Kevin's Blog Photography, technology, and whatever else

9Jun/110

DIY Solar Power – The Results

Now that is has been a full 4+ months since my previous post I've finally made some progress  with my solar power supply.

I have picked up several pieces that are key to getting a fully off grid low voltage power supply.  I was able to get a Kyocera KC50t Solar Panel,  a Xantrex c35 Charge Controller, a DC breaker box and breakers, interconnect wire, and mounting hardware.

Xantrex C35 an breaker mounted

Xantrex C35 with Baby Big Box DC Breakers

I mounted a piece of 1/2" plywood to my garage wall as a backer board, and there I mounted the DC breaker box along with the Xantrex C35 about half a foot above that.  Then onto the wiring from there.

Wiring together all of the components took longer than I had expected.  Due to the distance of my panel from the electrical components I needed 10g wire. I was actually right on the cusp of needed 8g wire and the cost jump was double, so I was happy to be in the 10g range.  After some effort I finally got everything wired together.

So now I have 10g leads from my battery pair to a DC breaker in the box as a cutoff.  From there more leads went to the Xantrex on the battery terminal and common ground.  Then another lead from the PV Array terminal and common ground on the Xantrex to another DC breaker.  From the other end of that breaker was my long lead up to the roof where the panel would be mounted.  Also I have incorporated a ground wire interconnecting all of the pieces together with a grounding stake that is just outside my garage.

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14Jan/110

DIY Solar Power Setup – Part 1

I've been interested solar power for a few years now.  I found the technology fascinating and the applications nearly limitless.  Ideally I could have a system that would power my house, and tie into the electrical grid if there was energy above our needs.  Some former neighbors of ours who now live in Arizona had a $7 electricity bill one month this fall.  Wouldn't that be nice!?  I've also read articles about people down south that have thousands of dollars in credit from the utility for the surplus energy they have fed into the grid.  Unfortunately, the bottom line purchase price shows that a system of any real value can cost anywhere from $10,000 to $30,000+ depending on your needs and what you wand to do.  I'm not interested in taking out a Home Equity Loan to get solar into my house so this size setup is not possible.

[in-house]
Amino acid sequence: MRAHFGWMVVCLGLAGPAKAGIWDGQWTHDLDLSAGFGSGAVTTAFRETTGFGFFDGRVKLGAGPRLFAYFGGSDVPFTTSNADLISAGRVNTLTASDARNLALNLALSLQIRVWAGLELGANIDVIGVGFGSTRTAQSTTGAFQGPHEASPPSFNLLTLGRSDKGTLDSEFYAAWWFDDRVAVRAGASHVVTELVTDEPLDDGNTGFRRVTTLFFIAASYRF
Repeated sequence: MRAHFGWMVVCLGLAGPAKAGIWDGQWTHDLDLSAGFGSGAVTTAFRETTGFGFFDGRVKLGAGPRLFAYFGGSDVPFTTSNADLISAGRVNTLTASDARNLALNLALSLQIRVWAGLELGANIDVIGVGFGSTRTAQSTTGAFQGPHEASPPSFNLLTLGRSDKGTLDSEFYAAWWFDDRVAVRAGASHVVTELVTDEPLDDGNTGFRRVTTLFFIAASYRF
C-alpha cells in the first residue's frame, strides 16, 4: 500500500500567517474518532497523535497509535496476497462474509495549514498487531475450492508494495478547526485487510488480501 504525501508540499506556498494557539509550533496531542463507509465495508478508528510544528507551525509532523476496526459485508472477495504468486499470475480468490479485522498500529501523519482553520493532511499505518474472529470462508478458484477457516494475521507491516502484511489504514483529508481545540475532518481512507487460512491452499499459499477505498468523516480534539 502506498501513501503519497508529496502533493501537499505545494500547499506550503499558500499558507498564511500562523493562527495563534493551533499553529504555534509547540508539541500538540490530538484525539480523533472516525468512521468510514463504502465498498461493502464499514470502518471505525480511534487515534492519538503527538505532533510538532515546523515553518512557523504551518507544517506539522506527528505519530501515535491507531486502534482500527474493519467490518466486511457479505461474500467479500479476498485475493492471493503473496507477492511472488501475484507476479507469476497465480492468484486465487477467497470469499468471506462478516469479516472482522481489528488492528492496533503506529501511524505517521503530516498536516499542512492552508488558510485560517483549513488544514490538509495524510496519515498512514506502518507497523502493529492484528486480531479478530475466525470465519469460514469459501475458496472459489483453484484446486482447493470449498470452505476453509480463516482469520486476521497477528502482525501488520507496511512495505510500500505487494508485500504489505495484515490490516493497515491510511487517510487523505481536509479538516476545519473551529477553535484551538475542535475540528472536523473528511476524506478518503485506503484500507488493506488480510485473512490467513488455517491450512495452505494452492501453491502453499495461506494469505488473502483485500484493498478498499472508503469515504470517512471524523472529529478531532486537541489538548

Another option that is more within my budget is a small solar setup.   I found this interesting as eventually our family would like to get an RV, and adding solar to an RV can greatly extend the battery power and help limit the need to run a generator as much.  This type of setup has been in use for years and has proven to be highly effective.  Unfortunately we do not have an RV yet, so that wasn't very useful!

Still struggling for justification to fiddle around, I decided that I could build a small setup to power my HAM radio.  This would allow me to run my on my primary power source even if the power from the grid is off during an emergency.  The solar panel will keep my batteries charged while not in use, and hopefully replenish the juice quickly when needed.  I don't use the HAM all that much, so there would hopefully be some excess power to experiment with.

The design of small solar systems can vary greatly depending on the application.  Often they consist of a few solar panels, a solar charge controller, some array of batteries for storage, and some kind of power inverter to run the standard household appliances.   In my case an  inverter was not required as the HAM radio run on standard 12v DC.  This could be added for additional flexibility at any time though.

After months of debating I decided to start designing and piecing together a setup.  I started with two 6v deep cycle batteries run in series to get the standard 12v DC.  This would allow me to run my radio on the batteries right away while charging them with standard charging equipment until the rest of the solar was in place.  Selecting the size and type of battery that is right for you is not an easy decision.  It took a great deal of research to decide on what I ended up with, and even now I'm still not certain I'll be 100% satisfied!

Two 6v Crown batteries run in series for 12v DC.

 

In a forthcoming post I will talk about the solar panel and charge controller as well as the hardware to interconnect everything.  Then onto the build and hopefully a working system!

UPDATE: DIY Solar Results post here!

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